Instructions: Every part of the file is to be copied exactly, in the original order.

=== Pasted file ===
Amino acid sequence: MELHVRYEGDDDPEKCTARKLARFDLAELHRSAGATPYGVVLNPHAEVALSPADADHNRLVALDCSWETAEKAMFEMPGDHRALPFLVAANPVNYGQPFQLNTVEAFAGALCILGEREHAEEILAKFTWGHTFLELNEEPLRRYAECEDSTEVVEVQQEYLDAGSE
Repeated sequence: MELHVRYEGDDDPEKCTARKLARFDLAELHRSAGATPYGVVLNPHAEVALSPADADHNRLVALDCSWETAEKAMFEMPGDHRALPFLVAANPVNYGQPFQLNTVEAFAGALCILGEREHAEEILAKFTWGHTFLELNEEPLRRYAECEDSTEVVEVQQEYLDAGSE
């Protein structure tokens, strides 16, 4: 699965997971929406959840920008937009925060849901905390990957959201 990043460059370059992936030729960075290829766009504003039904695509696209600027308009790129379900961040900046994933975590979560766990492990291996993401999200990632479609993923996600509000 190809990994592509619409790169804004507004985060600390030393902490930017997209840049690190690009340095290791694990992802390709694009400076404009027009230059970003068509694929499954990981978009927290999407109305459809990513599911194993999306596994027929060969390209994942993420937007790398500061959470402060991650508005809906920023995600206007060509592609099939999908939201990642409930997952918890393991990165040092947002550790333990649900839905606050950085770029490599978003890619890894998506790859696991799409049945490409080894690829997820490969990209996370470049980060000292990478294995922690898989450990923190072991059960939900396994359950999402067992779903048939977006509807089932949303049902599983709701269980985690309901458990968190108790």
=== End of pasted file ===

Amino acid sequence: MELHVRYEGDDDPEKCTARKLARFDLAELHRSAGATPYGVVLNPHAEVALSPADADHNRLVALDCSWETAEKAMFEMPGDHRALPFLVAANPVNYGQPFQLNTVEAFAGALCILGEREHAEEILAKFTWGHTFLELNEEPLRRYAECEDSTEVVEVQQEYLDAGSE
Repeated sequence: MELHVRYEGDDDPEKCTARKLARFDLAELHRSAGATPYGVVLNPHAEVALSPADADHNRLVALDCSWETAEKAMFEMPGDHRALPFLVAANPVNYGQPFQLNTVEAFAGALCILGEREHAEEILAKFTWGHTFLELNEEPLRRYAECEDSTEVVEVQQEYLDAGSE
């Protein structure tokens, strides 16, 4: 699965997971929406959840920008937009925060849901905390990957959201 990043460059370059992936030729960075290829766009504003039904695509696209600027308009790129379900961040900046994933975590979560766990492990291996993401999200990632479609993923996600509000 190809990994592509619409790169804004507004985060600390030393902490930017997209840049690190690009340095290791694990992802390709694009400076404009027009230059970003068509694929499954990981978009927290999407109305459809990513599911194993999306596994027929060969390209994942993420937007790398500061959470402060991650508005809906920023995600206007060509592609099939999908939201990642409930997952918890393991990165040092947002550790333990649900839905606050950085770029490599978003890619890894998506790859696991799409049945490409080894690829997820490969990209996370470049980060000292990478294995922690898989450990923190072991059960939900396994359950999402067992779903048939977006509807089932949303049902599983709701269980985690309901458990968190108790």